Our readers back us up. Affiliate links may be included in this content. We earn money when you make eligible purchases. Learn More
War horse breeds were highly regarded animals that transported mounted soldiers into combat throughout the Middle Ages. Several modern-day breeds were bred in medieval or ancient times for the sole purpose of aiding men in war.
The Friesian, Andalusian, Arabian, and Percheron were the most prevalent medieval military horse breeds. These horse breeds we’re a mixture of heavy breeds ideal for carrying armored knights, and lighter breeds for hit and run or fasting moving warfare.
A charger was a collective term for all medieval warhorses. Within this category, we can distinguish destriers and coursers.
Destriers were generally taller and resembled modern draft horses. They had to be able to transport both a fully armored knight and their own armor. Destriers were most often stallions due to their natural aggression and tendency to fight in the heat of battle. Nonetheless, national preferences differed.
Coursers were shorter, lighter, and swifter horses ridden unarmored during sieges and raids. They represented a mobility troop that was often selected over heavy cavalry.
While there were fewer military horse breeds in the Middle Ages than there are now, many current breeds may be traced back to destriers and coursers.
The featured photograph is by @lillentheshire (Instagram).
7 Common Medieval War Horse Breeds
These graceful, strongly muscled combat horses are widely acknowledged as descended from medieval destriers.
The earliest accounts of Friesian-like horses stretch back thousands of years and are native to the Netherlands. Illustrations from the medieval era depict knights riding noble black horses into a battle that strongly resembles the modern breed.
The ancestors of Friesians were slightly shorter horses, around 15hh tall with a stockier conformation. Many people respected them for their courage in war as well as their smooth, high-quality gaits.
Heavy military horses were progressively phased out after the medieval era. As a result, this war horse breed has received an infusion of Spanish blood to create lighter carriage horses.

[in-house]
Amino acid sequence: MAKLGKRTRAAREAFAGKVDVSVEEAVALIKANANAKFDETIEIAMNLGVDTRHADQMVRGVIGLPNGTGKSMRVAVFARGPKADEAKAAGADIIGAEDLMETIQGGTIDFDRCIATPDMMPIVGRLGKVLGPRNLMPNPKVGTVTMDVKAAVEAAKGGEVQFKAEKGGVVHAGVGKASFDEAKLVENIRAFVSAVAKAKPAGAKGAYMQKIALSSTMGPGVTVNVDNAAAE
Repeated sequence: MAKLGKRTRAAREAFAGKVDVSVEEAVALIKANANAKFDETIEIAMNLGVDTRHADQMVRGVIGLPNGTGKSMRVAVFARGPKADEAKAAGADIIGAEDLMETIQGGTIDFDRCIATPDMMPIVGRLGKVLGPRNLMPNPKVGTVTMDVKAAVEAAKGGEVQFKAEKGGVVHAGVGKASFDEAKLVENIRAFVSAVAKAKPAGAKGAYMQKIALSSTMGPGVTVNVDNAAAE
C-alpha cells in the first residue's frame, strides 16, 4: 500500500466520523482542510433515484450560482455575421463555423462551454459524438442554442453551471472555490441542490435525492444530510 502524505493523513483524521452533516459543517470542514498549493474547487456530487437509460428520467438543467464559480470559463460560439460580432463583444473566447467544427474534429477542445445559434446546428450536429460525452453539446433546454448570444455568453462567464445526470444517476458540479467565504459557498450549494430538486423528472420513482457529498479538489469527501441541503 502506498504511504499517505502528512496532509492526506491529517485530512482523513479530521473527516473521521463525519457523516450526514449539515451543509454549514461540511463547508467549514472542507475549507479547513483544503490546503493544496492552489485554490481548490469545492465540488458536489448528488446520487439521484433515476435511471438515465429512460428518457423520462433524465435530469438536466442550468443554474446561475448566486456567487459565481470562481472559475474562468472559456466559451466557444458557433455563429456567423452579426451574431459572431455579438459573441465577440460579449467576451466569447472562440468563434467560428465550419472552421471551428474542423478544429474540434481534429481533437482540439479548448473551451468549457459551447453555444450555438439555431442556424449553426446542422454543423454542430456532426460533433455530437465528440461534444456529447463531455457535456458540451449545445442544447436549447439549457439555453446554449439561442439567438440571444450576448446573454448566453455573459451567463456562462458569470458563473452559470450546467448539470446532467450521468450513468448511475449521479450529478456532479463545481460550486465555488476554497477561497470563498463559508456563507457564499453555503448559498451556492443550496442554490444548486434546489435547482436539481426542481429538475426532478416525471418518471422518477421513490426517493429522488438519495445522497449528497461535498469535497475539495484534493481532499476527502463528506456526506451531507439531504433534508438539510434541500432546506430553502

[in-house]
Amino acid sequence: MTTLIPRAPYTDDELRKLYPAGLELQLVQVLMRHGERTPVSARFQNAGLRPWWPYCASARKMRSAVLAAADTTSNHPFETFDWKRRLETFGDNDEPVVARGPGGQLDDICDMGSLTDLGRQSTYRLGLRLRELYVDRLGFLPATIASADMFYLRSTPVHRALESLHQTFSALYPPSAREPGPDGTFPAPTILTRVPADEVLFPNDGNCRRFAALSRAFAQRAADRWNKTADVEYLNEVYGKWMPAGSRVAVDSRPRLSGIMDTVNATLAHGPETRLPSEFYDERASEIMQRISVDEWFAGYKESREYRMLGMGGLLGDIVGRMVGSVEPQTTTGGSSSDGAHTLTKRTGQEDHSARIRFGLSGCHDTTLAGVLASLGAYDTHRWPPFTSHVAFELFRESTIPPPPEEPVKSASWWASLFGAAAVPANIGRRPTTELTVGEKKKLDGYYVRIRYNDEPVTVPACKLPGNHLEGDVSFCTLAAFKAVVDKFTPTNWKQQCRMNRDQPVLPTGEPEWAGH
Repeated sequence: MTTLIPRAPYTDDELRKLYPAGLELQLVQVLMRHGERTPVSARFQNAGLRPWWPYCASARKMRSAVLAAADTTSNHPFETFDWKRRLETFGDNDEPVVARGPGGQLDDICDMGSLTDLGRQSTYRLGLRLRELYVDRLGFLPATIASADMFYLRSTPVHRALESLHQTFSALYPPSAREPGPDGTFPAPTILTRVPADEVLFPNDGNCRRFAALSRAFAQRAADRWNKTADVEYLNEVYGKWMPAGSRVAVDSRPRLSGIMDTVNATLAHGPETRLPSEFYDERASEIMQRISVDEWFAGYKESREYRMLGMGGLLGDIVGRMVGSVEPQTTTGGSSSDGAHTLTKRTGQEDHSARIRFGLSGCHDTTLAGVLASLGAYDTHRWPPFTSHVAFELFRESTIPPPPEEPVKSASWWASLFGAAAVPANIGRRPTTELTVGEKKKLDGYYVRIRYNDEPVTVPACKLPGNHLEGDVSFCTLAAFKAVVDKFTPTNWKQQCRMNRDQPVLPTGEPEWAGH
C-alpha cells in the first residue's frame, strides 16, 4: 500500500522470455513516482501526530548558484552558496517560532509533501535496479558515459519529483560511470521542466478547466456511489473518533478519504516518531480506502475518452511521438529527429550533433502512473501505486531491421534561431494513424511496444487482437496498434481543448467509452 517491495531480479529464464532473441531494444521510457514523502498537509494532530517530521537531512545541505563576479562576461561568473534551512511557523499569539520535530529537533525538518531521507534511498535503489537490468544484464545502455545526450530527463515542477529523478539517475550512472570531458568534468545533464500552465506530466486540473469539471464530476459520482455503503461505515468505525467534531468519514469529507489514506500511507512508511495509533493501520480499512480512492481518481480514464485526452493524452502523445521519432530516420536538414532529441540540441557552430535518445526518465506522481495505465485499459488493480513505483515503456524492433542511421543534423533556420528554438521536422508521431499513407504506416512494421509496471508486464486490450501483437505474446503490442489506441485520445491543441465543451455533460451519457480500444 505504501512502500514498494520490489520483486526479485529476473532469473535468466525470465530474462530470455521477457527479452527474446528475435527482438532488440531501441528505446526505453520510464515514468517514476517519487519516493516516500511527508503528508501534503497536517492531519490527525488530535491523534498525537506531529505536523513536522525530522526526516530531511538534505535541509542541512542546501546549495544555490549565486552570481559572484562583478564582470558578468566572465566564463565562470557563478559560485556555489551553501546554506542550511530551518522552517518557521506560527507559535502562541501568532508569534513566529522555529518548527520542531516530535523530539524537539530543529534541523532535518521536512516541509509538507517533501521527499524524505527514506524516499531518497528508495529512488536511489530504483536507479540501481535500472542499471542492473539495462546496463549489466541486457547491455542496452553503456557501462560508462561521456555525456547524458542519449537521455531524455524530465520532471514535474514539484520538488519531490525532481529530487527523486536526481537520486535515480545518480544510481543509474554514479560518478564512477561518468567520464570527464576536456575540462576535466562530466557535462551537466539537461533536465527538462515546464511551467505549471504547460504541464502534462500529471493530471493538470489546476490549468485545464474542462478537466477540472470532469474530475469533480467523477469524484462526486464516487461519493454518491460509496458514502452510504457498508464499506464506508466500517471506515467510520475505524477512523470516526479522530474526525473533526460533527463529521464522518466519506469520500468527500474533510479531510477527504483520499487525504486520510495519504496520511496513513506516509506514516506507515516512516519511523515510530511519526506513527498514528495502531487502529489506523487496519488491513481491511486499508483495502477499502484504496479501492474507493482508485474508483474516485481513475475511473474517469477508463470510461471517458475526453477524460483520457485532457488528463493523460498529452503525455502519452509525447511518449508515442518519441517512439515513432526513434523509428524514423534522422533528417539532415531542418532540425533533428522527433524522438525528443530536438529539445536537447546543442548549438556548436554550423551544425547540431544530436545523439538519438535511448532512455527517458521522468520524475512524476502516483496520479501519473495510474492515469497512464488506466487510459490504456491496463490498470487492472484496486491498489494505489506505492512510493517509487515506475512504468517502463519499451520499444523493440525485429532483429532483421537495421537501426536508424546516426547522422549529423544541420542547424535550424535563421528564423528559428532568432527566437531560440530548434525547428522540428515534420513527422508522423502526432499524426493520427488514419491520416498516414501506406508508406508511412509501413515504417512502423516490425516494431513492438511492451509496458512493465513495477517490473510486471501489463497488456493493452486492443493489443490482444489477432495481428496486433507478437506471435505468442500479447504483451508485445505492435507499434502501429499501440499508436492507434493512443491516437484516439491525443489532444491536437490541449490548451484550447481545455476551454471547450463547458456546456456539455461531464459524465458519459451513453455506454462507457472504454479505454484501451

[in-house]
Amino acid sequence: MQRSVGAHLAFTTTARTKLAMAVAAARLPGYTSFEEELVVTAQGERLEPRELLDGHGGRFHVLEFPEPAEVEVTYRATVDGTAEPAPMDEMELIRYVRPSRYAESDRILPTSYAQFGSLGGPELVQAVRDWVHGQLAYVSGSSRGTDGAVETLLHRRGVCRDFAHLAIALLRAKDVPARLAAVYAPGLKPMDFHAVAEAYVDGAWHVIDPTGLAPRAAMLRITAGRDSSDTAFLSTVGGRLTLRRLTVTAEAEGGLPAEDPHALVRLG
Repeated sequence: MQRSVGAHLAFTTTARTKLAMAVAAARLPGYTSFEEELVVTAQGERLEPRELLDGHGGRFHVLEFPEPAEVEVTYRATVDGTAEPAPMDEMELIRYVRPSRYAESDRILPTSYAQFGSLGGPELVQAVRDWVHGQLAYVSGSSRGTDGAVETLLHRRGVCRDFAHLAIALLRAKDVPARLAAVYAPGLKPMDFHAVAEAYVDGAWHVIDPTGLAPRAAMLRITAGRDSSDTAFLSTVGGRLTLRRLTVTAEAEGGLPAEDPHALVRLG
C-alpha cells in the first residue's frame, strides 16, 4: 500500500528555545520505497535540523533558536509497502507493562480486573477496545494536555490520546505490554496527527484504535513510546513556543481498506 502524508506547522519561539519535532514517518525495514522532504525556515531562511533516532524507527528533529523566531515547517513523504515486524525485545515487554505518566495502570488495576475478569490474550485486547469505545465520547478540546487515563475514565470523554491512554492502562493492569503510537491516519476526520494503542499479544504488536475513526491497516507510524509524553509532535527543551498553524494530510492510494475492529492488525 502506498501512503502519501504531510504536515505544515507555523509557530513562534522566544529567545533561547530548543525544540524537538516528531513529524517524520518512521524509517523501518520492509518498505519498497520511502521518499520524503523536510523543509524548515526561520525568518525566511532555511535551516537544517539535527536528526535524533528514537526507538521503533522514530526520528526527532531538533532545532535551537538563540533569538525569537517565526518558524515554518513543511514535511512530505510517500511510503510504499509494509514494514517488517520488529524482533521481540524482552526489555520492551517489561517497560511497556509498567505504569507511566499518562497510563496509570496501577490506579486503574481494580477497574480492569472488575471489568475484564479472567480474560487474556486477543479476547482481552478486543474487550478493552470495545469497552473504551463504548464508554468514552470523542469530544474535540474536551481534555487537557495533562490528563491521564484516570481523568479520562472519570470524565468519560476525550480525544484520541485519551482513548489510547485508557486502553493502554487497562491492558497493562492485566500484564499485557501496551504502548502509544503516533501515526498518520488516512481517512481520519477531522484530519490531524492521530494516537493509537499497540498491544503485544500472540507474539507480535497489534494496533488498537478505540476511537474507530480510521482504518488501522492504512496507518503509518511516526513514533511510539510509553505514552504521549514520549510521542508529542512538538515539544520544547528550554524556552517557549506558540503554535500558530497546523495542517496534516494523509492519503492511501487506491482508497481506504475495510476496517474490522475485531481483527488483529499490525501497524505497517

The breed’s official studbook was established in 1879. At the time, Friesians were used mainly for agricultural and draft work.
Agriculture automation in the early twentieth century almost wiped off Friesian horses. Luckily, they survived and is now a popular breed in dressage, showing, driving, and even filmmaking!
The Mongolian Horse is a 2,000-year-old military horse breed that has lived and fought with the Mongols. As they served as coursers under Genghis Khan (1206-1227), they became dreaded military horses. In the battlefield, their great toughness and endurance made them a highly coveted mount.
Its sole disadvantage was their stocky build, which rendered them slower than other war horse breeds.
According to historical sources, Mongolian warriors would always bring a small herd of horses (5-20 animals) into battle. This was done to ensure that they always had a fresh horse to ride, increasing their chances of success.
The Mongolian horse has stood the test of time with regard to its appearance and temperament. It is the most genetically varied horse breed in the world, with a population of 3 million horses.
The Mongolian horse is still the main means of transport in many parts of the country. It is also maintained for its milk, as well as for riding and racing.
Many countries hailed the Andalusian throughout its history as one of the most skilled military horses ever lived.
These beautiful horses, sometimes known as the “royal horse of Europe,” were suitable to carry kings and aristocracy into combat. Their muscular build, balanced gaits and bravery made the Andalusian an extremely valuable destrier.